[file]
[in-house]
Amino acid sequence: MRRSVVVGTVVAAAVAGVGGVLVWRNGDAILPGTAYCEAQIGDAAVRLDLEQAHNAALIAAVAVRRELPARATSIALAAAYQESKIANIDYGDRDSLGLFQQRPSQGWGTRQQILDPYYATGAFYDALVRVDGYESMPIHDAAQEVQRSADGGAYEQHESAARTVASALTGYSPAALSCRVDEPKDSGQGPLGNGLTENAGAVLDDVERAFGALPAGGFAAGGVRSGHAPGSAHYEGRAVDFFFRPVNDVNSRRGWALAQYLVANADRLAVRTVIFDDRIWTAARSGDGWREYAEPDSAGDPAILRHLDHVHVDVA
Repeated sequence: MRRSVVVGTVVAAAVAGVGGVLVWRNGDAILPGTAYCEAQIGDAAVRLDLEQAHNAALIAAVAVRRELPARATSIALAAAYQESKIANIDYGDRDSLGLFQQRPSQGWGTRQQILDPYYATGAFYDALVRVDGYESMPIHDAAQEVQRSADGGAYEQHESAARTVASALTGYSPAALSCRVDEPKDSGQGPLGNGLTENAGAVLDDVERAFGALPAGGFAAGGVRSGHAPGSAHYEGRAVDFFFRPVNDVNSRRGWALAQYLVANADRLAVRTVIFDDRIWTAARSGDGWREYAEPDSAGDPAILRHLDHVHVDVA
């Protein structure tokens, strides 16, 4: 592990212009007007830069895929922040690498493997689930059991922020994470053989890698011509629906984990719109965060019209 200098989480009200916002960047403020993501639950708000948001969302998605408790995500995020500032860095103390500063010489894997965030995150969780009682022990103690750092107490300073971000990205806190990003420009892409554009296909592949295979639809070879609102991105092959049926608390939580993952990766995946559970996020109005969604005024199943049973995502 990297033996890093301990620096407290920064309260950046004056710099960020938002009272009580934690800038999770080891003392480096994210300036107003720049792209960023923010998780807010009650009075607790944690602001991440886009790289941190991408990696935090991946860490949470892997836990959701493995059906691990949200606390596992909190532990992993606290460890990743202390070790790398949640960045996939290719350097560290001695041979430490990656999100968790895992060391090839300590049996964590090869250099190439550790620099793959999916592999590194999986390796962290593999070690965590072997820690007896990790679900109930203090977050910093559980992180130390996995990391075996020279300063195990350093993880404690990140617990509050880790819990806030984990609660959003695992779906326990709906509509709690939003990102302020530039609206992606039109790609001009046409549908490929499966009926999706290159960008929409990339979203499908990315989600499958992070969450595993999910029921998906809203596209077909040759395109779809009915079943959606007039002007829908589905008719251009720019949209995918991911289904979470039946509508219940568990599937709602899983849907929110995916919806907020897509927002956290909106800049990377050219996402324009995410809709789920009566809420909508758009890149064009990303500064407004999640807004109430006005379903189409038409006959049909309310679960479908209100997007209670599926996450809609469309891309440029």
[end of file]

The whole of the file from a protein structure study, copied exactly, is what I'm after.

[in-house]
Amino acid sequence: MRRSVVVGTVVAAAVAGVGGVLVWRNGDAILPGTAYCEAQIGDAAVRLDLEQAHNAALIAAVAVRRELPARATSIALAAAYQESKIANIDYGDRDSLGLFQQRPSQGWGTRQQILDPYYATGAFYDALVRVDGYESMPIHDAAQEVQRSADGGAYEQHESAARTVASALTGYSPAALSCRVDEPKDSGQGPLGNGLTENAGAVLDDVERAFGALPAGGFAAGGVRSGHAPGSAHYEGRAVDFFFRPVNDVNSRRGWALAQYLVANADRLAVRTVIFDDRIWTAARSGDGWREYAEPDSAGDPAILRHLDHVHVDVA
Repeated sequence: MRRSVVVGTVVAAAVAGVGGVLVWRNGDAILPGTAYCEAQIGDAAVRLDLEQAHNAALIAAVAVRRELPARATSIALAAAYQESKIANIDYGDRDSLGLFQQRPSQGWGTRQQILDPYYATGAFYDALVRVDGYESMPIHDAAQEVQRSADGGAYEQHESAARTVASALTGYSPAALSCRVDEPKDSGQGPLGNGLTENAGAVLDDVERAFGALPAGGFAAGGVRSGHAPGSAHYEGRAVDFFFRPVNDVNSRRGWALAQYLVANADRLAVRTVIFDDRIWTAARSGDGWREYAEPDSAGDPAILRHLDHVHVDVA
């Protein structure tokens, strides 16, 4: 592990212009007007830069895929922040690498493997689930059991922020994470053989890698011509629906984990719109965060019209 200098989480009200916002960047403020993501639950708000948001969302998605408790995500995020500032860095103390500063010489894997965030995150969780009682022990103690750092107490300073971000990205806190990003420009892409554009296909592949295979639809070879609102991105092959049926608390939580993952990766995946559970996020109005969604005024199943049973995502 990297033996890093301990620096407290920064309260950046004056710099960020938002009272009580934690800038999770080891003392480096994210300036107003720049792209960023923010998780807010009650009075607790944690602001991440886009790289941190991408990696935090991946860490949470892997836990959701493995059906691990949200606390596992909190532990992993606290460890990743202390070790790398949640960045996939290719350097560290001695041979430490990656999100968790895992060391090839300590049996964590090869250099190439550790620099793959999916592999590194999986390796962290593999070690965590072997820690007896990790679900109930203090977050910093559980992180130390996995990391075996020279300063195990350093993880404690990140617990509050880790819990806030984990609660959003695992779906326990709906509509709690939003990102302020530039609206992606039109790609001009046409549908490929499966009926999706290159960008929409990339979203499908990315989600499958992070969450595993999910029921998906809203596209077909040759395109779809009915079943959606007039002007829908589905008719251009720019949209995918991911289904979470039946509508219940568990599937709602899983849907929110995916919806907020897509927002956290909106800049990377050219996402324009995410809709789920009566809420909508758009890149064009990303500064407004999640807004109430006005379903189409038409006959049909309310679960479908209100997007209670599926996450809609469309891309440029």